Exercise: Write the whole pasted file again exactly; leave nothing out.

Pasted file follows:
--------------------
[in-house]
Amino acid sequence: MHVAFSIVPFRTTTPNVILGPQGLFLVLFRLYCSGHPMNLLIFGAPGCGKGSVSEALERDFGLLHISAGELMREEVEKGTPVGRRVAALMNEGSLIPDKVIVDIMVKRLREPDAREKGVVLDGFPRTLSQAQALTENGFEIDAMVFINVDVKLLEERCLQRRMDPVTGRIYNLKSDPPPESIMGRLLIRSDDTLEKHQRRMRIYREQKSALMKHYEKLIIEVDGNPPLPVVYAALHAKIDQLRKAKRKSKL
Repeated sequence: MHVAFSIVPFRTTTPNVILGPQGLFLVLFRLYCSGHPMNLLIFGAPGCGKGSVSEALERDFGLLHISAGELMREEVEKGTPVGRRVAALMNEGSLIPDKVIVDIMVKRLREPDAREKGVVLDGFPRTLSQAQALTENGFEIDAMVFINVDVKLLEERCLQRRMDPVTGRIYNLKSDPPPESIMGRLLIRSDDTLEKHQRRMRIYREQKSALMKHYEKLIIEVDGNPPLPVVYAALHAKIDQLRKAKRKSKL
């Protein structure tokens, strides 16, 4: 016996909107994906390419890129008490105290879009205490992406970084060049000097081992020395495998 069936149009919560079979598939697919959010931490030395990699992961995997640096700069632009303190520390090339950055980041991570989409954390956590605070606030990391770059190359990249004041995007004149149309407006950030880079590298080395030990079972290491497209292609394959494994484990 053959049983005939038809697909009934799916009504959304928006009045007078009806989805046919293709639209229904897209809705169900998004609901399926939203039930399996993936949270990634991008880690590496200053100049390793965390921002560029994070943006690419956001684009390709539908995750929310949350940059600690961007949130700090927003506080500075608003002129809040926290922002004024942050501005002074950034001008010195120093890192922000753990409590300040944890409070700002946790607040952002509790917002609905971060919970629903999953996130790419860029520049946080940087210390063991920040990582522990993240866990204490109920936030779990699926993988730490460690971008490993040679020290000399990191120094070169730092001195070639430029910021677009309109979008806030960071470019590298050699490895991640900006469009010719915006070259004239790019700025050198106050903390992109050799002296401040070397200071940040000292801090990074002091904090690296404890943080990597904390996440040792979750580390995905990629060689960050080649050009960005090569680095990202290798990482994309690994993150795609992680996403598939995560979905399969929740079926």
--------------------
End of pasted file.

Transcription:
[in-house]
Amino acid sequence: MHVAFSIVPFRTTTPNVILGPQGLFLVLFRLYCSGHPMNLLIFGAPGCGKGSVSEALERDFGLLHISAGELMREEVEKGTPVGRRVAALMNEGSLIPDKVIVDIMVKRLREPDAREKGVVLDGFPRTLSQAQALTENGFEIDAMVFINVDVKLLEERCLQRRMDPVTGRIYNLKSDPPPESIMGRLLIRSDDTLEKHQRRMRIYREQKSALMKHYEKLIIEVDGNPPLPVVYAALHAKIDQLRKAKRKSKL
Repeated sequence: MHVAFSIVPFRTTTPNVILGPQGLFLVLFRLYCSGHPMNLLIFGAPGCGKGSVSEALERDFGLLHISAGELMREEVEKGTPVGRRVAALMNEGSLIPDKVIVDIMVKRLREPDAREKGVVLDGFPRTLSQAQALTENGFEIDAMVFINVDVKLLEERCLQRRMDPVTGRIYNLKSDPPPESIMGRLLIRSDDTLEKHQRRMRIYREQKSALMKHYEKLIIEVDGNPPLPVVYAALHAKIDQLRKAKRKSKL
């Protein structure tokens, strides 16, 4: 016996909107994906390419890129008490105290879009205490992406970084060049000097081992020395495998 069936149009919560079979598939697919959010931490030395990699992961995997640096700069632009303190520390090339950055980041991570989409954390956590605070606030990391770059190359990249004041995007004149149309407006950030880079590298080395030990079972290491497209292609394959494994484990 053959049983005939038809697909009934799916009504959304928006009045007078009806989805046919293709639209229904897209809705169900998004609901399926939203039930399996993936949270990634991008880690590496200053100049390793965390921002560029994070943006690419956001684009390709539908995750929310949350940059600690961007949130700090927003506080500075608003002129809040926290922002004024942050501005002074950034001008010195120093890192922000753990409590300040944890409070700002946790607040952002509790917002609905971060919970629903999953996130790419860029520049946080940087210390063991920040990582522990993240866990204490109920936030779990699926993988730490460690971008490993040679020290000399990191120094070169730092001195070639430029910021677009309109979008806030960071470019590298050699490895991640900006469009010719915006070259004239790019700025050198106050903390992109050799002296401040070397200071940040000292801090990074002091904090690296404890943080990597904390996440040792979750580390995905990629060689960050080649050009960005090569680095990202290798990482994309690994993150795609992680996403598939995560979905399969929740079926």